The Beast

Issue section: 
(385)

Oscar Martinez, Verso, £14.99

The Beast, recently translated into English, is the product of two years of immersion journalism by Oscar Martinez, an award winning Salvadoran journalist. Martinez's accounts of the tens of thousands of undocumented Mexican migrants attempting the perilous journey to the US are moving as well as horrific.

Martinez set off on the journey alongside these undocumented masses, who must choose their path north carefully: clinging to the top of speeding cargo trains - The Beast - at the risk of dismemberment and death; or taking buses through the mountains and walking around checkpoints and barriers, at the risk of arrest and almost certain attack by gangs.

At the end of this gruelling journey to the US border the migrants have to face an impenetrable border wall constructed out of the metal scraps from the Gulf War, patrolled by US agents charged to detain any migrants as "potential terrorists". Rare gaps in this fence lie in some of the harshest deserts in the world and are shared both by migrants and by Narcos - drug traffickers.

Throughout their arduous journey migrants are vulnerable to forced prostitution and human trafficking, and are at the mercy of bandits, who rob and rape migrants. Those who are most unlucky get sucked into "the kidnap express" of extortion.

Martinez visits Mexican cities and provinces which are controlled by gangsters - no one crosses or operates in these areas without their permission and a special tax. To cross these powerful forces could mean execution or kidnapping.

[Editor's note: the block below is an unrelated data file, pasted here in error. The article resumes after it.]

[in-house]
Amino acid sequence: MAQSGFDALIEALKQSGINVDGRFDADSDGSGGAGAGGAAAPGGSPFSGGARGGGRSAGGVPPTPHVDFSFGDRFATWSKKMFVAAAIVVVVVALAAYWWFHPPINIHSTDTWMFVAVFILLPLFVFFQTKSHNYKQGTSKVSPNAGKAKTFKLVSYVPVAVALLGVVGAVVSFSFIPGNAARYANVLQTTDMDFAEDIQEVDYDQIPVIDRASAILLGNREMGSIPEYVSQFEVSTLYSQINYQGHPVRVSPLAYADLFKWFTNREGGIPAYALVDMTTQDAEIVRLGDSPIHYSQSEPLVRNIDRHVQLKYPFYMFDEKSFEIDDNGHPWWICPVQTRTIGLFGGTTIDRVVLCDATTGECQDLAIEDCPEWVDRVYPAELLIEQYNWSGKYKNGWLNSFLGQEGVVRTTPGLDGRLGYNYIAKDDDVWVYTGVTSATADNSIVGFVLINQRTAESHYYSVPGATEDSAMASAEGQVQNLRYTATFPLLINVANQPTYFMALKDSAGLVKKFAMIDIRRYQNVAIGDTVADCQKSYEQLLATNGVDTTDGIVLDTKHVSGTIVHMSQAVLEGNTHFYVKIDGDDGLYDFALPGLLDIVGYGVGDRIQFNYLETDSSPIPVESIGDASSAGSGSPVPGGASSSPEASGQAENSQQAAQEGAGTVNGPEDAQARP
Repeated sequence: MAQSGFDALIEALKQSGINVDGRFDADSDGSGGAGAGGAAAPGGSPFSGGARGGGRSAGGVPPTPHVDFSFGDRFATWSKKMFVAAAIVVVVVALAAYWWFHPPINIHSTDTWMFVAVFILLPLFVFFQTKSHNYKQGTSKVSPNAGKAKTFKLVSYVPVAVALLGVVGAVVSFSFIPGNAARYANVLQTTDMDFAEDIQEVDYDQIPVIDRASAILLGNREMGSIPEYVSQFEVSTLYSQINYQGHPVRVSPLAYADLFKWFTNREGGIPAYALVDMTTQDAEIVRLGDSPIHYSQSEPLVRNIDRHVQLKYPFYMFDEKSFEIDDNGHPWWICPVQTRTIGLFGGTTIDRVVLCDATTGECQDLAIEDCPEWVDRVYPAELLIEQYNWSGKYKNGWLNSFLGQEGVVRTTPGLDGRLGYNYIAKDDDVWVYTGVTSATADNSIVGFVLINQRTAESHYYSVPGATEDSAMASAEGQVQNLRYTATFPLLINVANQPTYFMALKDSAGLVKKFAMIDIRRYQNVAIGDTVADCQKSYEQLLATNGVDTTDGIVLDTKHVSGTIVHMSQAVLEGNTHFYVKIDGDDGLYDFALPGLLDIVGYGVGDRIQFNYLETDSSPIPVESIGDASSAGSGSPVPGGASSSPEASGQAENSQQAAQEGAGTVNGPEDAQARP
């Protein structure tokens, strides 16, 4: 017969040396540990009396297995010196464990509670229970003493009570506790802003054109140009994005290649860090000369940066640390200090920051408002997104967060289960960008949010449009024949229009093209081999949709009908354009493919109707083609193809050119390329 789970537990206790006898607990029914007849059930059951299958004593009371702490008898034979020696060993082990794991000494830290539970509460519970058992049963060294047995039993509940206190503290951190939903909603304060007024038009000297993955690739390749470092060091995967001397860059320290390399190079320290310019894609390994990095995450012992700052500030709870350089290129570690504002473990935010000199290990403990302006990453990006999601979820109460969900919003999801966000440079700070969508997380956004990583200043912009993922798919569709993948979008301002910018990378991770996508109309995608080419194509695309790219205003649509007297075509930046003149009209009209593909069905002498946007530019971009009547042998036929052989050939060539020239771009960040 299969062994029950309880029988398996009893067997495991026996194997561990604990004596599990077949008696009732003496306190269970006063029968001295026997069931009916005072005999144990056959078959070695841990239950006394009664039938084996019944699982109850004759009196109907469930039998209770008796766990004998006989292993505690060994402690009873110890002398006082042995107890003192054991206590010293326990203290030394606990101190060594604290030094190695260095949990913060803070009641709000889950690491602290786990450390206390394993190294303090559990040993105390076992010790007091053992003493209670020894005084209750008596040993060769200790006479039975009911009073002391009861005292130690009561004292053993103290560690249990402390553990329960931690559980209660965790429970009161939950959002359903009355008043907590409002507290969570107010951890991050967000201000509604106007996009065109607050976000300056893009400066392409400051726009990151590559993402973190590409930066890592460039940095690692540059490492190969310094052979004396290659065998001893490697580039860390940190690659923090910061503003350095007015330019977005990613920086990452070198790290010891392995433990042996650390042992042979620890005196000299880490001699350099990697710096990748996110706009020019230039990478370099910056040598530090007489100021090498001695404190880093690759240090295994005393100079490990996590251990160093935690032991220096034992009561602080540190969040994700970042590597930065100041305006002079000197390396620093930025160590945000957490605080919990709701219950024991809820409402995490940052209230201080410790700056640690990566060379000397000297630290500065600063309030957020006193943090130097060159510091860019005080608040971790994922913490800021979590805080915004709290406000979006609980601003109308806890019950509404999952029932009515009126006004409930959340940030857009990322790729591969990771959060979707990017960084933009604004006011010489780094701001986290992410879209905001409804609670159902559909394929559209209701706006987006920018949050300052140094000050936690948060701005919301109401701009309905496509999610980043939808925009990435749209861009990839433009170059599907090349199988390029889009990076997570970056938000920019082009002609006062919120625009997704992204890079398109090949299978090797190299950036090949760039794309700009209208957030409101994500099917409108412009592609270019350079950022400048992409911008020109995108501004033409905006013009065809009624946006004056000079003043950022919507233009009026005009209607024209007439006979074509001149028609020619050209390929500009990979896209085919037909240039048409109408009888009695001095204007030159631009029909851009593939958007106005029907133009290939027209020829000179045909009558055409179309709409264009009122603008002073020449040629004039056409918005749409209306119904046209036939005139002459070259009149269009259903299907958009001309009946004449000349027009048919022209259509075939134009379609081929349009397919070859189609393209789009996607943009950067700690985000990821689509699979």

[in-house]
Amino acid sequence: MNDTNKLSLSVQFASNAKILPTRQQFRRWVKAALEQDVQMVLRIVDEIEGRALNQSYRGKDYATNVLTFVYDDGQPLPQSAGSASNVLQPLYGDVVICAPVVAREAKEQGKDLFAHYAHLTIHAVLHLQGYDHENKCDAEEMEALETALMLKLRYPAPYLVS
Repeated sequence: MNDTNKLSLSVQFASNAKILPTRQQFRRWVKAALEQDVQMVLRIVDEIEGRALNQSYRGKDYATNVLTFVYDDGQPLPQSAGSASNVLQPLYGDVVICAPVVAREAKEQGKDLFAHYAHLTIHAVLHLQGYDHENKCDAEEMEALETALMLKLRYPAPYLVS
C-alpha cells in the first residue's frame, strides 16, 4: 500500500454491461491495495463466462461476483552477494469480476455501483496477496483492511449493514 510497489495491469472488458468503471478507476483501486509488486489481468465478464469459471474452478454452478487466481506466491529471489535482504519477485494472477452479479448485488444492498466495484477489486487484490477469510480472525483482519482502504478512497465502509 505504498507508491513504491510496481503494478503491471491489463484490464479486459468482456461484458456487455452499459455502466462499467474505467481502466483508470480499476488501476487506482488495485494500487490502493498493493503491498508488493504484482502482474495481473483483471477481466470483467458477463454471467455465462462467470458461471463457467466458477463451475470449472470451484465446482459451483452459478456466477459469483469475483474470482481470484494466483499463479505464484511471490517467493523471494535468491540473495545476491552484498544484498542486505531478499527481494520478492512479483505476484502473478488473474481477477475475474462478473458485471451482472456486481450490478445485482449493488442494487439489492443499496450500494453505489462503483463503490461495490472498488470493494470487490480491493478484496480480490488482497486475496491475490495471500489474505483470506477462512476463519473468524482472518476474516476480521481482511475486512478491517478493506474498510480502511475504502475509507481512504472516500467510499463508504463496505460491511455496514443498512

One of the most interesting notions implicit in this book is that the situation in Mexico is not some alien failure - it is capitalism, simply in a more extreme form than we are used to. It is an indictment of nationalism and how it dehumanises those who are on the outside. These migrants are bought and sold for the profit of the shady powers, the pimps and the gang leaders that run the trails and the economy around them.

This book accurately and faithfully gives voice to the voiceless masses of Central America. With the unique perspective of a journalist foreign to Mexico, Martinez is able, without fear of the threats posed to local journalists, to shine a light on an unspoken problem.

Martinez's account has some limitations. This is not a journalist's story, but that of thousands of migrants. If Martinez were to take the role of a protagonist as well as a narrator, simply by talking about himself a little, he would have given a better understanding as to how he managed this investigation unscathed.

The description of scenery and geography lacked clarity and vividness, which could perhaps have been helped with maps and photographs. However, while these flaws did lessen the extent to which we are able to immerse ourselves in the journey, they do not harm the profound impact of the book's content.